INDIANPOLIS — Red light. Right turn? For now, yes, but next month? It appears that will be off the table for drivers in downtown Indianapolis.

The leadership of the Indianapolis City-Council Council announced Monday morning new legislation that would turn the core of the city into a no-right-on-red zone.

The move, Council leaders said, is to improve pedestrian safety.

“We have watched with alarm, the steady increase in the numbers of pedestrian motor vehicle accidents here,” said Council President Vop Osili.

Last year, a reported 40 pedestrians were struck by vehicles and killed in Indianapolis.

With the downtown area becoming a growing event destination, and with plenty of citizen and visitor traffic on foot, engineers at the Indianapolis Department of Public Works examined 5 years of crash data.

“It was determined that 56.7% of pedestrian-related crashes in the core of downtown are the result of turning vehicles failing to yield to pedestrians at signalized intersections,” said DPW Director Brendan Herget.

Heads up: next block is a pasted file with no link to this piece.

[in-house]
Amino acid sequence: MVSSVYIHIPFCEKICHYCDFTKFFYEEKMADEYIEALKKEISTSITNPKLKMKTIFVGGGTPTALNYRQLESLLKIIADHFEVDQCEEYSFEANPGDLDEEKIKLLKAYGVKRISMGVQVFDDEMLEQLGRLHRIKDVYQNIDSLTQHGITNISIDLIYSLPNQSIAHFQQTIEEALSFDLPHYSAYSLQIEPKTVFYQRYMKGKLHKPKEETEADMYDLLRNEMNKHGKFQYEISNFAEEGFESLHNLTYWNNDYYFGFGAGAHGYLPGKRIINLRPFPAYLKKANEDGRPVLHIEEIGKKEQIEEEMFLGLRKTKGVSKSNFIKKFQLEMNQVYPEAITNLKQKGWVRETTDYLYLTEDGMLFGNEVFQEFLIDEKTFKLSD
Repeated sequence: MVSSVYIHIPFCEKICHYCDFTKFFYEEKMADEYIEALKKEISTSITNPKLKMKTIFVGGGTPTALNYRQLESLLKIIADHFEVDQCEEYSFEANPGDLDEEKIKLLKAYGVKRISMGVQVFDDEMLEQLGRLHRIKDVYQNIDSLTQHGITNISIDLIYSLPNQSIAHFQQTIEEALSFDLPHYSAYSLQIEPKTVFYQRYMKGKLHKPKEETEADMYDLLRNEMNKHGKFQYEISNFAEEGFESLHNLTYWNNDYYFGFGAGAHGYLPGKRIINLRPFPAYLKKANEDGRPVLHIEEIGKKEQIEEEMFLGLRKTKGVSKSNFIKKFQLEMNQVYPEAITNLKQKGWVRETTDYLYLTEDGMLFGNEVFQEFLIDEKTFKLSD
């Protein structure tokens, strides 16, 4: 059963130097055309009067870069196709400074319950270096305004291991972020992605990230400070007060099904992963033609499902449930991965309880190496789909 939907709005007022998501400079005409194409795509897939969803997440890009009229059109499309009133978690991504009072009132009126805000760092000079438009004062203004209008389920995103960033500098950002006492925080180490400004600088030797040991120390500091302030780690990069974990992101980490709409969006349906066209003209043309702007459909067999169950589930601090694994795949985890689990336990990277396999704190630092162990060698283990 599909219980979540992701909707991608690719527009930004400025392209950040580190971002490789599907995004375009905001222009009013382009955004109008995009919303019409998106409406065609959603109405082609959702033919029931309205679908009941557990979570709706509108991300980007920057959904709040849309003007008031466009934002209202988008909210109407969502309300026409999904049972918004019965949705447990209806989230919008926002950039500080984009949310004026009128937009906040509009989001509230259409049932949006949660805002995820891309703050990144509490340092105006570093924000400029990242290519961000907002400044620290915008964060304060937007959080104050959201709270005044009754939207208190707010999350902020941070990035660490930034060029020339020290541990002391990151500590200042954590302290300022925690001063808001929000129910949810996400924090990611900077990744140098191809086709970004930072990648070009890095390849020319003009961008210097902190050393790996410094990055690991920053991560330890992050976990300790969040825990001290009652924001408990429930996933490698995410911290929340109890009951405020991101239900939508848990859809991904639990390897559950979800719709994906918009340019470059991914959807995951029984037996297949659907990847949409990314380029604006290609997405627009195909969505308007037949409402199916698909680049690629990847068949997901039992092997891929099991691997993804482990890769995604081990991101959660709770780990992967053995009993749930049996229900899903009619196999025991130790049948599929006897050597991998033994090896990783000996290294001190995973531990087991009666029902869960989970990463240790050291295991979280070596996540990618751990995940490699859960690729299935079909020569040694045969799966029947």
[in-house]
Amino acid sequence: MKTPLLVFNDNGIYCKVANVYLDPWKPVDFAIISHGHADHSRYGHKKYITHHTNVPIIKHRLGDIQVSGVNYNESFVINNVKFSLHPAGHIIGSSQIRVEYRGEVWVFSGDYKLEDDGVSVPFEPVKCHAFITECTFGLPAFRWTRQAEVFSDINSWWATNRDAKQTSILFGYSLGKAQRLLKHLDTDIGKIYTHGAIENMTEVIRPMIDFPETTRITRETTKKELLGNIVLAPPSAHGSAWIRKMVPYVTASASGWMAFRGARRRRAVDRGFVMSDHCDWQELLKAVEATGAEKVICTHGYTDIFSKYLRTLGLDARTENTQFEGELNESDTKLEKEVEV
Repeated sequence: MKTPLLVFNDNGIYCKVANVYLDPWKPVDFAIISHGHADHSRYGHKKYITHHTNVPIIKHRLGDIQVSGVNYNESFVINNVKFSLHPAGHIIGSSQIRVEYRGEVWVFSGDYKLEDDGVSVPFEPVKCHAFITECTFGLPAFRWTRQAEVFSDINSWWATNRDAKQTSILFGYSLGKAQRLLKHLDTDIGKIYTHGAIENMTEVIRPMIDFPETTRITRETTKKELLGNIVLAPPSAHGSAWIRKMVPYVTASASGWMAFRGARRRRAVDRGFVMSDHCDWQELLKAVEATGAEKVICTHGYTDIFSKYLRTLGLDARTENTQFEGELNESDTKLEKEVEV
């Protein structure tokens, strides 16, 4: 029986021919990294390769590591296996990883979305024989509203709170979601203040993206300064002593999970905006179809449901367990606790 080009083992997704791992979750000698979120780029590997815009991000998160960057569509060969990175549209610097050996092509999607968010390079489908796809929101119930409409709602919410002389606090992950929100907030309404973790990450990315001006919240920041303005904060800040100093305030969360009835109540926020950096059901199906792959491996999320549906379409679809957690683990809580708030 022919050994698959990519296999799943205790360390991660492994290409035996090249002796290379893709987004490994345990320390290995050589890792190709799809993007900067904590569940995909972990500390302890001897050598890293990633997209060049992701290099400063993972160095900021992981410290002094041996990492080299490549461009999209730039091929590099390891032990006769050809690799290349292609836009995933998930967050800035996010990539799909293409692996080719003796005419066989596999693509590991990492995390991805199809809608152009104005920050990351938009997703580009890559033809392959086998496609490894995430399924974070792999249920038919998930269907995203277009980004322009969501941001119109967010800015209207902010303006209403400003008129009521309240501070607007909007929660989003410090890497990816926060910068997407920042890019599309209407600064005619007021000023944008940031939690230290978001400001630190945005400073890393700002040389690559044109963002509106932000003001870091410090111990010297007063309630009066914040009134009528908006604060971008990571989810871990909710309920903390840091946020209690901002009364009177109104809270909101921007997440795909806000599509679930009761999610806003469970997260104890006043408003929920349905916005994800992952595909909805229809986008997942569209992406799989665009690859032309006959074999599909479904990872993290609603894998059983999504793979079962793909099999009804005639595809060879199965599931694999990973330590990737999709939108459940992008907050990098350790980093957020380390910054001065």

Outside of downtown, the same kind of failure-to-yield vehicle mishaps injuring pedestrians accounted for just 24.8% of those crashes.

Council members said the crash data and safety concerns of residents prompted them to propose a new local law that would restrict turns on red lights in the core of the city.

The proposed boundaries of the no-turn-on-red zone are 10th and 11th streets to the north, I-65 to the east, I-70 to the south and the White River Parkway West.

Council Vice President Zach Adamson said there is a broad coalition of support for the bill which will be introduced at Monday night’s meeting.

“No one should experience an injury or loss of life while walking or biking to school, to work, or the grocery store,” said Adamson.

The bill is also being fast-tracked with an anticipated final vote expected to be held on May 8. Indy Mayor Joe Hogsett has endorsed the legislation.